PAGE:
1938 holiday postcard from Leinhardt Bros. of York: I went fishing for some memories of Leinhardt Bros. on Facebook and got a few:
- Sally Bailey Pomraning — "Bought my first wringer washer and a baby stroller there in 1958-59 on the payment plan LOL and then a nice desk in 1968. It was a nice store on West Market Street."
- Ann Young O'Connell — "We bought our first sofa there in 1973 when my husband came back from SE Asia."
- Catherine Bean Malstrom — "I bought my first furniture from Leinhardt Bros."
Saturday's postcard: Ginza Tokyu Hotel: Anonymous writes: "Hello, my still happily married parents met there in 1962 when visiting Tokyo. I tried to find the location today, but found a new building on the site. Do you know whether the lower floors are still original with only the top floors having been stacked on top, or was the hotel building completely torn down?"
I'm not 100 percent sure about the answer to that question. These additional Papergreat posts, however, discussed the Ginza Tokyu Hotel:
- 1961 Ginza Tokyu Hotel guest booklet
- Fabulous vintage postcard for Japan's Ginza Tokyu Hotel
- #20: Ginza Tokyu Hotel guest room (Postcard Blogathon 2013)
1960s Russian С Новым годом postcard ("Happy New Year!"): Izake Hitori writes: "It's not a rabbit, it's a forest hare — just a character of Russian folklore. Usually described like kind but faint-hearted, willing to help everyone."
In support and defense of tiny Christmas cards: Anonymous writes: "But you can't send these through the mail unless you put them in a larger envelope ... conservation fail."
Vintage photographs of kids playing in the snow: Nan Keltie writes: "I enjoyed seeing your post about winter and snow fun for kids! Thanks for sharing. I used one of the photos on my Facebook page and gave you credit by linking back to this page."
Coupons from the E.H. Koester Bakery Co.: Vincent Ward writes: "My grandfather, Edgar Weal, worked for Koester's as a credit manager from 1933 until he retired in 1965. When I was born he purchased a $25 U.S. Savings Bond for me through Koester's (I guess you could do that back then!) I kept the bond until cashing it some time in my early 20's. Needless to say my family ate a LOT of Koester's bread. Great memories!"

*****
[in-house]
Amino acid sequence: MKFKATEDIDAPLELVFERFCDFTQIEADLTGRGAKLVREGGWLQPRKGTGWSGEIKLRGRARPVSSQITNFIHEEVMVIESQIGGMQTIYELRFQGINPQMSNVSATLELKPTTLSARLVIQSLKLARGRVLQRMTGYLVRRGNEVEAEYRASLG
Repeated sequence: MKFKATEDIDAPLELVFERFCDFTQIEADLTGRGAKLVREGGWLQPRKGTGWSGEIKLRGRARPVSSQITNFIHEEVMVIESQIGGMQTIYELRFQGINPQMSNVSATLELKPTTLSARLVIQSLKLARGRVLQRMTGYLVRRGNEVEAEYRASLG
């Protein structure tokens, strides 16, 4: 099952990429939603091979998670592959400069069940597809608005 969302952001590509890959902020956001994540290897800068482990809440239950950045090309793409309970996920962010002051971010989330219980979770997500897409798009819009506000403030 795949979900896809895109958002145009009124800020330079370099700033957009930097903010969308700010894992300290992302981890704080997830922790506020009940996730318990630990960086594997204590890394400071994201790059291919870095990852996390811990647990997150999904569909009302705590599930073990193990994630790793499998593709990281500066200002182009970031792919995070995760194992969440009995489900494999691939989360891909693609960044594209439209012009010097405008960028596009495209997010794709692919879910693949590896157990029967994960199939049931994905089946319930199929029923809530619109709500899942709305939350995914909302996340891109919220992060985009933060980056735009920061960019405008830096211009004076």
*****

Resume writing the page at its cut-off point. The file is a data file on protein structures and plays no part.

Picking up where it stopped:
And Fairfaxcat writes:
"Give us the top and the bottom and we'll leave the middle to you,
Build something great with Koester's bread and see what you can do,
The better the bread the better the sandwich so start out way ahead,
Make the top and the bottom something great with Koester's Bread!
(Tune aired frequently on WBAL radio in 1972 during or near the time of Orioles' broadcasts. Heard the sound in and around my grandfather's Trappe farmhouse when I came over to visit from VA's western shore during school's summer break.)"
Thanks for passing that jingle along! I love that so many comments and memories were generated by this 2011 post.
"Dear Friend Mable come down on beldsnickle night": Jim Fahringer writes: "My two grandmothers — one born in 1889 and the other born in 1883 — often told me of their belsnickeling. It seems that they dressed in costumes similar to Halloween costumes and would travel from house to house on Christmas Eve asking for treats. I actually still have one or two belsnickeling costumes. For many years my mother wore the one costume as a Halloween costume during the early 1930's and my sisters wore the costume during the 1950's. Unfortunately the costume is in rather bad shape today — torn, dry rot, stained."